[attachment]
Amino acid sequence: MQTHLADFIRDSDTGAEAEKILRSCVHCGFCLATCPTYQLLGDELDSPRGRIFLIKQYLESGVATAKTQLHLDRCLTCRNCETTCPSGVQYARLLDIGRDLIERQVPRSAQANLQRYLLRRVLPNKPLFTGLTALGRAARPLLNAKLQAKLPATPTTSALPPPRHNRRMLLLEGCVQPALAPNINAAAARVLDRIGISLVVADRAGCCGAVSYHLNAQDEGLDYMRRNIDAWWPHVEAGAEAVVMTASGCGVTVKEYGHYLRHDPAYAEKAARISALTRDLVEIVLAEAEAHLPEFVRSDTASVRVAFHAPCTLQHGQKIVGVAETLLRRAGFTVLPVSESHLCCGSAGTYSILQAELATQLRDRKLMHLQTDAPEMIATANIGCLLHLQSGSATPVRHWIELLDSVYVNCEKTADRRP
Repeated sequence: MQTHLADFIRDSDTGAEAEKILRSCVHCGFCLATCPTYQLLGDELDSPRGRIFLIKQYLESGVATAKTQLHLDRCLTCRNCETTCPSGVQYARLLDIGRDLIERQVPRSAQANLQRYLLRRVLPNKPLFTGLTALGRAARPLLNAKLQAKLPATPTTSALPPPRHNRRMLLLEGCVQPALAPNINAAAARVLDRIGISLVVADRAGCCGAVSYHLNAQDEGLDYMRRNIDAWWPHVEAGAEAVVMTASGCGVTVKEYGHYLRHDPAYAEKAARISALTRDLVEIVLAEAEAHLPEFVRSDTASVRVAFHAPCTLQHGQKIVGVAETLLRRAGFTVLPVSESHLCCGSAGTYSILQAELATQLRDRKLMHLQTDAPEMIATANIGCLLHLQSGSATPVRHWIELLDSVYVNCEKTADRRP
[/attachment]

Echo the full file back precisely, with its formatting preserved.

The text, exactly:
Amino acid sequence: MQTHLADFIRDSDTGAEAEKILRSCVHCGFCLATCPTYQLLGDELDSPRGRIFLIKQYLESGVATAKTQLHLDRCLTCRNCETTCPSGVQYARLLDIGRDLIERQVPRSAQANLQRYLLRRVLPNKPLFTGLTALGRAARPLLNAKLQAKLPATPTTSALPPPRHNRRMLLLEGCVQPALAPNINAAAARVLDRIGISLVVADRAGCCGAVSYHLNAQDEGLDYMRRNIDAWWPHVEAGAEAVVMTASGCGVTVKEYGHYLRHDPAYAEKAARISALTRDLVEIVLAEAEAHLPEFVRSDTASVRVAFHAPCTLQHGQKIVGVAETLLRRAGFTVLPVSESHLCCGSAGTYSILQAELATQLRDRKLMHLQTDAPEMIATANIGCLLHLQSGSATPVRHWIELLDSVYVNCEKTADRRP
Repeated sequence: MQTHLADFIRDSDTGAEAEKILRSCVHCGFCLATCPTYQLLGDELDSPRGRIFLIKQYLESGVATAKTQLHLDRCLTCRNCETTCPSGVQYARLLDIGRDLIERQVPRSAQANLQRYLLRRVLPNKPLFTGLTALGRAARPLLNAKLQAKLPATPTTSALPPPRHNRRMLLLEGCVQPALAPNINAAAARVLDRIGISLVVADRAGCCGAVSYHLNAQDEGLDYMRRNIDAWWPHVEAGAEAVVMTASGCGVTVKEYGHYLRHDPAYAEKAARISALTRDLVEIVLAEAEAHLPEFVRSDTASVRVAFHAPCTLQHGQKIVGVAETLLRRAGFTVLPVSESHLCCGSAGTYSILQAELATQLRDRKLMHLQTDAPEMIATANIGCLLHLQSGSATPVRHWIELLDSVYVNCEKTADRRP